7. Pharmacoeconomics: Introduction to economic evaluation methods applied to pharmaceuticals, including cost-effectiveness and cost-benefit analyses.
  8. Clinical Skills and Patient Counseling: Further development of clinical skills, including patient assessment, medication counseling, and medication therapy management.
  9. Research Methodology: Introduction to research design, data collection, and analysis techniques used in pharmaceutical research.
  10. Elective Courses: Students may have the opportunity to choose elective courses based on their interests and career goals, such as pharmacogenomics, toxicology, or drug regulatory affairs.

Fourth Year

  1. Advanced Pharmacotherapy: In-depth exploration of therapeutic approaches and evidence-based medicine in the treatment of complex diseases and conditions.
  2. Clinical Pharmacy Practice: Advanced experiential rotations in various healthcare settings, such as hospitals, clinics, or specialised care facilities, to apply pharmaceutical knowledge in real world scenarios.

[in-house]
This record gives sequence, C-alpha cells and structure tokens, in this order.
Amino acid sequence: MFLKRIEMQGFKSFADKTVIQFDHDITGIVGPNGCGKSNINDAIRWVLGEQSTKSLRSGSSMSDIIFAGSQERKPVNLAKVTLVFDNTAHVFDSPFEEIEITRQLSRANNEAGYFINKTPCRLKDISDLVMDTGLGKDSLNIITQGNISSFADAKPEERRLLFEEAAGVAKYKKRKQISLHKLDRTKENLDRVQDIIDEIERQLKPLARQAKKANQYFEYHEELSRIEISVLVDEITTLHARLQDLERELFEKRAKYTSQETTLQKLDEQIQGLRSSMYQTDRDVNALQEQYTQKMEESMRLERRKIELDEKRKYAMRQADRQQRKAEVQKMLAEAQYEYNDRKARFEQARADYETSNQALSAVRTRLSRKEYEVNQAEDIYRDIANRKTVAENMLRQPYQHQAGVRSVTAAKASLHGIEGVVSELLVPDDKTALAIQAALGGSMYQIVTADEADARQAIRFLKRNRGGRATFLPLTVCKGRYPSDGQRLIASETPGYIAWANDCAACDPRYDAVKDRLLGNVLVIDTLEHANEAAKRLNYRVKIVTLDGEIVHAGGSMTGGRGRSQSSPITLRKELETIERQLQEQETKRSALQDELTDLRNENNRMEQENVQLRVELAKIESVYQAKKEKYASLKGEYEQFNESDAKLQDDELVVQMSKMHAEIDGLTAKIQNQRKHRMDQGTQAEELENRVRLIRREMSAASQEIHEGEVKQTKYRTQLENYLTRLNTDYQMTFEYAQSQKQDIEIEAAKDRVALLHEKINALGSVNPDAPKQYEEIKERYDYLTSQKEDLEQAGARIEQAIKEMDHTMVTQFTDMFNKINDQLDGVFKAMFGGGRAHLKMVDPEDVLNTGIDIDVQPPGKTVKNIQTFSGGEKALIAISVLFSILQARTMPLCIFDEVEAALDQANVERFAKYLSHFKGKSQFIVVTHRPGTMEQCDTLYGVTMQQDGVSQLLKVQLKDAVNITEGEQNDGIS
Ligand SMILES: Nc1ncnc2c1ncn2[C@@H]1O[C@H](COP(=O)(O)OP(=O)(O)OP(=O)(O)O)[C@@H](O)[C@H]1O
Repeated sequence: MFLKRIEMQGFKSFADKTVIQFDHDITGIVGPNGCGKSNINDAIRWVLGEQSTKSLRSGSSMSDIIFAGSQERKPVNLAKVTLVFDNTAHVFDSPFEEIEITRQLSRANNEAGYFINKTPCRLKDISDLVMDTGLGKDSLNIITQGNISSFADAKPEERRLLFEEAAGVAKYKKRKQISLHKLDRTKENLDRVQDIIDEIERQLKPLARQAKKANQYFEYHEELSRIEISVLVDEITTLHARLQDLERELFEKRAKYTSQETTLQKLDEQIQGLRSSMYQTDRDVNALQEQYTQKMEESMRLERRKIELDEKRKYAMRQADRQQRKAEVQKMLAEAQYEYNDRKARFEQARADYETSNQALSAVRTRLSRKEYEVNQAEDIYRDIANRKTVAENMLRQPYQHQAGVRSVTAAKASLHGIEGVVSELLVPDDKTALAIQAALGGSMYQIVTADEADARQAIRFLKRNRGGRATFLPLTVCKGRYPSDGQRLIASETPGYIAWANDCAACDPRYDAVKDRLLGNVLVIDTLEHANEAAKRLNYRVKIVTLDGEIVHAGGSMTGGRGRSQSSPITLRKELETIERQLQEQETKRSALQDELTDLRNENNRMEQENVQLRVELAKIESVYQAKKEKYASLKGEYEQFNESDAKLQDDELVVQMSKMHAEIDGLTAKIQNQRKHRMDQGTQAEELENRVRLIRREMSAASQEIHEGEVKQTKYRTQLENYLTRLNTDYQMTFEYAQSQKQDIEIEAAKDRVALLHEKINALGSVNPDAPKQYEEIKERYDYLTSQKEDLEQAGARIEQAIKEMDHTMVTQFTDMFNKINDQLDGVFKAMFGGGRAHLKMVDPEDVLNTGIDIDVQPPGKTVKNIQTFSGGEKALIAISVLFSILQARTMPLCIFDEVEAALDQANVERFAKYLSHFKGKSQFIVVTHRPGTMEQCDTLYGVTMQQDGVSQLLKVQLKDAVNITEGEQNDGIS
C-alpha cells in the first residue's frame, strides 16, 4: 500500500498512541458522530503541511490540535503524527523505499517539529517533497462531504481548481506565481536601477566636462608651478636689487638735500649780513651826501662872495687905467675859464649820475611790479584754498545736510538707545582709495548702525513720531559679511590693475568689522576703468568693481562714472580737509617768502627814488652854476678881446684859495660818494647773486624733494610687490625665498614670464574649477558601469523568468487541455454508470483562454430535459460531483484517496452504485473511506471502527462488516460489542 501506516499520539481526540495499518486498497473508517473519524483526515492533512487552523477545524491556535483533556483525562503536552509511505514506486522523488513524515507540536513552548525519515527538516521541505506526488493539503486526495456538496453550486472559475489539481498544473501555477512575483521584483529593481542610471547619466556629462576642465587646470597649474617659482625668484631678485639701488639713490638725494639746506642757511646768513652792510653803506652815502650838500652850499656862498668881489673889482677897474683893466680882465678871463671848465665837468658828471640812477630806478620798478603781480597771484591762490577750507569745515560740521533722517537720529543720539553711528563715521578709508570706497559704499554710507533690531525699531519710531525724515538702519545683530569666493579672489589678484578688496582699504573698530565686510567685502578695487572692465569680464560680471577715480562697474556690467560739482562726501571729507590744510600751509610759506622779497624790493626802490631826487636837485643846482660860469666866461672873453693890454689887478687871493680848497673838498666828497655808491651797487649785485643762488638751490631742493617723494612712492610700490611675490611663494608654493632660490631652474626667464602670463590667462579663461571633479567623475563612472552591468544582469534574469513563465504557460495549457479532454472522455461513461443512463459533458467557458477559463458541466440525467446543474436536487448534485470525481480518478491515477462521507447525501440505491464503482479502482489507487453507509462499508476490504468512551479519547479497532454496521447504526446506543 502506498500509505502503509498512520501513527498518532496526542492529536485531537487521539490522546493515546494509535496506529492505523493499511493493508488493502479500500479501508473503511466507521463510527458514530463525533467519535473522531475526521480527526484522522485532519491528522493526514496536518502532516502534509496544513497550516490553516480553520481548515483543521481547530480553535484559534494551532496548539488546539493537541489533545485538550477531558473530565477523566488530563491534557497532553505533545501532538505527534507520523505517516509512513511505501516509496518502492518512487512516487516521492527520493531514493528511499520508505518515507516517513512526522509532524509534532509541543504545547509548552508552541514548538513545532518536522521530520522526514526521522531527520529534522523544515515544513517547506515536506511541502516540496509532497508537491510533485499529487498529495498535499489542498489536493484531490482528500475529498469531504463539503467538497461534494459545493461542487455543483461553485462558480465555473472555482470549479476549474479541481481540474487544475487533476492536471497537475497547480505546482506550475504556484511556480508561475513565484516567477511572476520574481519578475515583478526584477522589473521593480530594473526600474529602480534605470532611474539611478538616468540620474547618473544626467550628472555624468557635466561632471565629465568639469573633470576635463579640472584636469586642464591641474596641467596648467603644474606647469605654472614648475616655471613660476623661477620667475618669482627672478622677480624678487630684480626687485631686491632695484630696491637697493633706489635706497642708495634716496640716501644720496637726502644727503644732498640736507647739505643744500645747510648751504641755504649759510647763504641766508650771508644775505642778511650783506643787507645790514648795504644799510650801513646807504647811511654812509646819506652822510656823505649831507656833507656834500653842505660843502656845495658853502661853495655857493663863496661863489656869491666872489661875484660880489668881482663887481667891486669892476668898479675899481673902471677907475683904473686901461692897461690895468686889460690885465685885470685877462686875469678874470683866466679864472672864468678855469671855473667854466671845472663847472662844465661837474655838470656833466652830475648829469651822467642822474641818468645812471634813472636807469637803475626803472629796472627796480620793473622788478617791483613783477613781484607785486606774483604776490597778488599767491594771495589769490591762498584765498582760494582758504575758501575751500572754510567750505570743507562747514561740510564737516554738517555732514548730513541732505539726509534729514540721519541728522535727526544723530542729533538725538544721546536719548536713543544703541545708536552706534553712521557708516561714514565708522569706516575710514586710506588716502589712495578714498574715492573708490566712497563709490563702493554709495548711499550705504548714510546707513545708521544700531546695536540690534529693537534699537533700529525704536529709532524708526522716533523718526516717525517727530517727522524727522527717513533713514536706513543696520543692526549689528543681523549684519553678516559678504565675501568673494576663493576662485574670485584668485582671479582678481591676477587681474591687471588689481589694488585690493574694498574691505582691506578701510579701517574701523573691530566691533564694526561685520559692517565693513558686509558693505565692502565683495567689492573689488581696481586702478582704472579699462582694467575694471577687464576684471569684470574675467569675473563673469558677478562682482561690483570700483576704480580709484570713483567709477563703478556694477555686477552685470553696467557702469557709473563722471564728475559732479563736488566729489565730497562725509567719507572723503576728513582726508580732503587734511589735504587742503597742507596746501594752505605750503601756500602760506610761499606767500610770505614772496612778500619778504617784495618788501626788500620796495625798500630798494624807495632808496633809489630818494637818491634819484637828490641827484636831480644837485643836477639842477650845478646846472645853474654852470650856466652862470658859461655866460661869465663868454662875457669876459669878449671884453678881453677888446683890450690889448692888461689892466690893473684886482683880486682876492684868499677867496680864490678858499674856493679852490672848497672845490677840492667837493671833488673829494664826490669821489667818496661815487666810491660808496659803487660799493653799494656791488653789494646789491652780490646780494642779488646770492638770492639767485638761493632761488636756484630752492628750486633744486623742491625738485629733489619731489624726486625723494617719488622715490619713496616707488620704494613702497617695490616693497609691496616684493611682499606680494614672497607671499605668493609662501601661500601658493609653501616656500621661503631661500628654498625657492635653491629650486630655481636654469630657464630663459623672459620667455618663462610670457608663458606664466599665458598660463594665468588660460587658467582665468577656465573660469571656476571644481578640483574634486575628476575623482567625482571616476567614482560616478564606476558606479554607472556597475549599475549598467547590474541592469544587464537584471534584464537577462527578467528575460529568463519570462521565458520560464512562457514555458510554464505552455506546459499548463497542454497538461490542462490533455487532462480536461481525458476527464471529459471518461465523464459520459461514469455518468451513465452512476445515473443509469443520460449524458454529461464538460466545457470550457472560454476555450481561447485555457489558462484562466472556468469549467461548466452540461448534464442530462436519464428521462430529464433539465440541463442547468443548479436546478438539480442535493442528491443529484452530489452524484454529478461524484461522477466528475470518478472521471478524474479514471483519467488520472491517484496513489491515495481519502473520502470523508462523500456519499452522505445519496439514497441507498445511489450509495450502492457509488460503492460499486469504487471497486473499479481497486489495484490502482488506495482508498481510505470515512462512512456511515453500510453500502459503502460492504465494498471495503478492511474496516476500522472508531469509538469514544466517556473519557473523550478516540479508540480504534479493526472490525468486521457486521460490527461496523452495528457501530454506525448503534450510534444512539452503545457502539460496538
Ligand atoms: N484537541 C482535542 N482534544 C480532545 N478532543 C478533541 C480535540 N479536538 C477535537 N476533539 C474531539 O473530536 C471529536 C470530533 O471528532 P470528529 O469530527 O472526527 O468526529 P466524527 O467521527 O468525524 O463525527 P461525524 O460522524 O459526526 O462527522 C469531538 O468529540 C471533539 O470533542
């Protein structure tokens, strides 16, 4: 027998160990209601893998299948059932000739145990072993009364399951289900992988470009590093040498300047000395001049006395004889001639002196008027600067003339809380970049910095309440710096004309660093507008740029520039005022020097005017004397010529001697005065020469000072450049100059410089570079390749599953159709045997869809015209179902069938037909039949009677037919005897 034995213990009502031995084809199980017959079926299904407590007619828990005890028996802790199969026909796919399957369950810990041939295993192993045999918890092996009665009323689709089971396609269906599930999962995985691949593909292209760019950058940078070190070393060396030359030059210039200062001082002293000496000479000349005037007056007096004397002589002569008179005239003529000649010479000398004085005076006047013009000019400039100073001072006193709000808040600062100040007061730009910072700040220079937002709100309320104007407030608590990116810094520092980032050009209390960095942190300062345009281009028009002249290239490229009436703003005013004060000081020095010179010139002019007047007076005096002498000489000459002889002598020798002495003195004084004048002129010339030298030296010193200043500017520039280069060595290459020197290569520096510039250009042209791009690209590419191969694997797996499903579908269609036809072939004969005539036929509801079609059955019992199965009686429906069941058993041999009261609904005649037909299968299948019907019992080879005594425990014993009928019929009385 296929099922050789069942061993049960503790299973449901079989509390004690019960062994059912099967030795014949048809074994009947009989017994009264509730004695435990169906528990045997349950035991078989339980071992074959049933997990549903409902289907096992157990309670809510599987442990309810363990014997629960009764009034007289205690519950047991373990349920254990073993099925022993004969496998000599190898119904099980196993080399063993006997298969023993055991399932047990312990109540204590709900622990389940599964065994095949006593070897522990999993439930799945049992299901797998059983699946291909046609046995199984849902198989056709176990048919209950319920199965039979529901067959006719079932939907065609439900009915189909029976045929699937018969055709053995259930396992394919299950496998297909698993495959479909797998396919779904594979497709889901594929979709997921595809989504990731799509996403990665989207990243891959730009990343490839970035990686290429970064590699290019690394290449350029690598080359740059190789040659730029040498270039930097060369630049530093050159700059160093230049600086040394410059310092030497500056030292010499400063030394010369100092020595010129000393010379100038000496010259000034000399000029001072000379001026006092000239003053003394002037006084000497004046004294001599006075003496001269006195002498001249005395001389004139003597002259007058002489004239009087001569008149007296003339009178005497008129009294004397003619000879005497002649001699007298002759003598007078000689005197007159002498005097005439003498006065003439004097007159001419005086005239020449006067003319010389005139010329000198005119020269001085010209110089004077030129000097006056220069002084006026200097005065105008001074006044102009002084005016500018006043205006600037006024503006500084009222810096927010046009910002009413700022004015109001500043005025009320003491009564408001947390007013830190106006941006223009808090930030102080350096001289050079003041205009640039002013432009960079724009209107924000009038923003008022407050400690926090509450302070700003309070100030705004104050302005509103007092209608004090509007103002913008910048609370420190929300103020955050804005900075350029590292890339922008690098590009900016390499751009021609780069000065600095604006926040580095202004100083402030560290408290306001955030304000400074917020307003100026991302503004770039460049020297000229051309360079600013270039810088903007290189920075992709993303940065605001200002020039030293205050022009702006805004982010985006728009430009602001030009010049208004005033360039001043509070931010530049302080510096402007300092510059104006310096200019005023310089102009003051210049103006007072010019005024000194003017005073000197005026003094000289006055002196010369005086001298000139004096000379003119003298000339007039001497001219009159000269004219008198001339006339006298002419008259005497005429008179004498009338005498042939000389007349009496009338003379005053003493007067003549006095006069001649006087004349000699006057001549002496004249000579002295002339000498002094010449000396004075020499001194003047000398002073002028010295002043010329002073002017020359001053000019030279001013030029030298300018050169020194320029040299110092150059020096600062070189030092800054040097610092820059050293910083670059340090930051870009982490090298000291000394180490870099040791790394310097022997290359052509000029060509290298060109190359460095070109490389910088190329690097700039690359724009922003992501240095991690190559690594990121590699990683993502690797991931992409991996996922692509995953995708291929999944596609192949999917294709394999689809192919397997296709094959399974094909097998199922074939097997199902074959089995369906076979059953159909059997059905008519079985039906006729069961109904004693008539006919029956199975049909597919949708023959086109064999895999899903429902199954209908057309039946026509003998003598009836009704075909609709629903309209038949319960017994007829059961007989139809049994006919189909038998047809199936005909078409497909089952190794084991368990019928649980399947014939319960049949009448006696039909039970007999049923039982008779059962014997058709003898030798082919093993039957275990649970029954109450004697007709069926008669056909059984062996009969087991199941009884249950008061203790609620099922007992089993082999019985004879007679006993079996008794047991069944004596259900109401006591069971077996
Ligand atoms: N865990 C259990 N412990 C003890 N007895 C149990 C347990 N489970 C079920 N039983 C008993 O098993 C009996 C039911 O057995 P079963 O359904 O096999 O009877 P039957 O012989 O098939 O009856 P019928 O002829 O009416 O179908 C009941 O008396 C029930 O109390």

3. Pharmacy Law and Ethics: Continued study of legal and ethical considerations in pharmacy practice, including regulations, drug control, and professional responsibilities.
  4. Pharmaceutical Marketing and Management: Introduction to marketing strategies, management principles, and entrepreneurship in the pharmaceutical industry.
  5. Drug Information and Literature Evaluation: Techniques for retrieving, evaluating, and interpreting scientific literature and drug information resources.
  6. Clinical Research: Advanced concepts and practices in clinical research, including study design, data analysis, and ethical considerations.
  7. Public Health and Epidemiology: Understanding public health principles, epidemiological methods, and their applications in pharmacy practice.
  8. Professional Development: Focus on career planning, professional organisations, continuing education, and lifelong learning in the pharmacy profession.

Fifth Year

  1. Advanced Clinical Pharmacy Practice: Continued experiential rotations with a focus on advanced patient care, interdisciplinary collaboration, and leadership roles in pharmacy practice.